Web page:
Total Pageviews

Wednesday, August 22, 2012

Hickory Horned Devil

Hickory Horned Devil
       Today, while birding on the bridle trail at Ridley Creek State Park, I happened to come across a Hickory Horned Devil caterpillar crossing the trail. At first I didn't know what to make of it. It was about 5 inches long and the girth with wider than my index finger. It was quite spooky looking. Unfortunately I didn't have my camera with me so I posted photos from the internet and a description from Wikipedia below. Apparently they are the larvae of the Regal Moth.
    Wikipedia: As the caterpillars age, they feed during the day. They molt 5 times. Each instar is different, but on their sixth and final instar they become a bright green color, with huge black-tipped red horns, earning them their common name "hickory horned devils". They feed heavily on their host plant and can grow up to 15 centimetres (5.9 in) long. Their scary appearance is purely a ruse; the spines, though prickly, do not sting, and the larva is harmless and actually one of the more easily handled of the saturniidae.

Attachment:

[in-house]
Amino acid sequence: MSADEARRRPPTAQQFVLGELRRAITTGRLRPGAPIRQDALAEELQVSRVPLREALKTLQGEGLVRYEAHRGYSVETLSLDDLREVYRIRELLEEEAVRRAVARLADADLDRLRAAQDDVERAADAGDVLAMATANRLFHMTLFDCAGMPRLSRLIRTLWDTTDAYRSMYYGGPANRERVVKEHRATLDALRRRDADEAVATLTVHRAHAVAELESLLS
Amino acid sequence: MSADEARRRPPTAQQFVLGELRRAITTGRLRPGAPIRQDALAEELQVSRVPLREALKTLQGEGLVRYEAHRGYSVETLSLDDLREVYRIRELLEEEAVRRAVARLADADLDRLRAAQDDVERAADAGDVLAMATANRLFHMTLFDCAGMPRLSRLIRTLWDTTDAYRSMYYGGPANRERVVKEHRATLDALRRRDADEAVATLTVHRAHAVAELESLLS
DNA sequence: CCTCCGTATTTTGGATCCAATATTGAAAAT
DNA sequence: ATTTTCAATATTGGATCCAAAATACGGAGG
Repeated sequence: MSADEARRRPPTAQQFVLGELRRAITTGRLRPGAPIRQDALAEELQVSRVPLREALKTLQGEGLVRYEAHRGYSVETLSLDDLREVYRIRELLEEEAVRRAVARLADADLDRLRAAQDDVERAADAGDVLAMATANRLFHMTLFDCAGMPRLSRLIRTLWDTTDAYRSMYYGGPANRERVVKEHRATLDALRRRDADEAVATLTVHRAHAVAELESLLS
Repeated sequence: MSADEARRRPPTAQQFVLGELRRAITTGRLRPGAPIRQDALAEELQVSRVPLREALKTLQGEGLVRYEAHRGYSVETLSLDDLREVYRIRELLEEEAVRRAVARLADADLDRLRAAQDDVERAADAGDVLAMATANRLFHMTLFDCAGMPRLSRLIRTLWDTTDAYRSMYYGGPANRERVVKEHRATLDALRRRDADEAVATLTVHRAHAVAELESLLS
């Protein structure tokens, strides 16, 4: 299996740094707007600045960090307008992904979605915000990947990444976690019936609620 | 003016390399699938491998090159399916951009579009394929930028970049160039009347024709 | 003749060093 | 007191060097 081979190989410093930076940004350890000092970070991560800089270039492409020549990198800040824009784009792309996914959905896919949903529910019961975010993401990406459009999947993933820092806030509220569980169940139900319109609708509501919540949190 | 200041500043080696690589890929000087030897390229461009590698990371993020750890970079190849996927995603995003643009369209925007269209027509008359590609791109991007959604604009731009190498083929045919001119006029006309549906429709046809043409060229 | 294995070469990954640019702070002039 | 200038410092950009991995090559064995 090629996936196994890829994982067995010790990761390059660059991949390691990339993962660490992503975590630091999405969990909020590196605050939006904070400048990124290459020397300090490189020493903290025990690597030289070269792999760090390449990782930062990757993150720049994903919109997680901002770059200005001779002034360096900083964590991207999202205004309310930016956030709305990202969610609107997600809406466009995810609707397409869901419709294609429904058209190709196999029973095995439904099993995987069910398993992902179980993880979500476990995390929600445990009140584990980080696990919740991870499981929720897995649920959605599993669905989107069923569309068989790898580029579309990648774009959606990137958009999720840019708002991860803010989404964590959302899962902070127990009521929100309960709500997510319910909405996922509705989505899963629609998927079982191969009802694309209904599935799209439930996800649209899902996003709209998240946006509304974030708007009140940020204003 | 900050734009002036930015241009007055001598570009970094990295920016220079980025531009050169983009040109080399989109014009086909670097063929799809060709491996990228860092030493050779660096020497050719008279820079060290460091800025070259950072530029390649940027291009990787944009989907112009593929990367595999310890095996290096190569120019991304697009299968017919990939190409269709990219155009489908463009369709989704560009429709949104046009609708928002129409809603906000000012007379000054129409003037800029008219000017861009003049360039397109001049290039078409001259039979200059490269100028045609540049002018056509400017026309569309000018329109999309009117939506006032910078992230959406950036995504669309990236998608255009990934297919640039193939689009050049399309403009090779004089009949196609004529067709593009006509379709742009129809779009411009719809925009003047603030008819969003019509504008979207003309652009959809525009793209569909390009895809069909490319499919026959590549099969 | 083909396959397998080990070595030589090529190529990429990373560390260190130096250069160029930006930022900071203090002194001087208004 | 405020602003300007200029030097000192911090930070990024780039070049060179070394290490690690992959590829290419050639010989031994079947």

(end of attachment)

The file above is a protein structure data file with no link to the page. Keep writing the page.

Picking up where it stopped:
Just before pupation, the larva expels its gut and changes color from Frankenstein-green to a more fetching turquoise, the skin of the fully fed creature stretched shiny and tight. They then crawl down the host plant, where they burrow into the dirt and pupate in a well formed chamber at a depth of five to six inches. The pupae are dark brown/black in color, and have a relatively short cremaster. Some pupae overwinter for 2 seasons, perhaps as an adaption to variable and adverse conditions such as fires and flooding, or to maintain genetic diversity across generations.

Regal Moth

     When the moths eclose, they have to pump their wings with fluid to extend them. The females emit pheromones, which the male can detect through its large, plumose antennae. Males can fly for miles in order to reach a female. After the moths mate, the female spends the majority of the remainder of her life laying eggs, while the male may mate several more times. Adults of this family of moths have vestigial mouths, meaning their mouthparts have been reduced. Because of this, they do not eat and only live for about a week as adults.

     Needless to say it was a lifer for me and a real treat.

No comments:

Post a Comment

Note: Only a member of this blog may post a comment.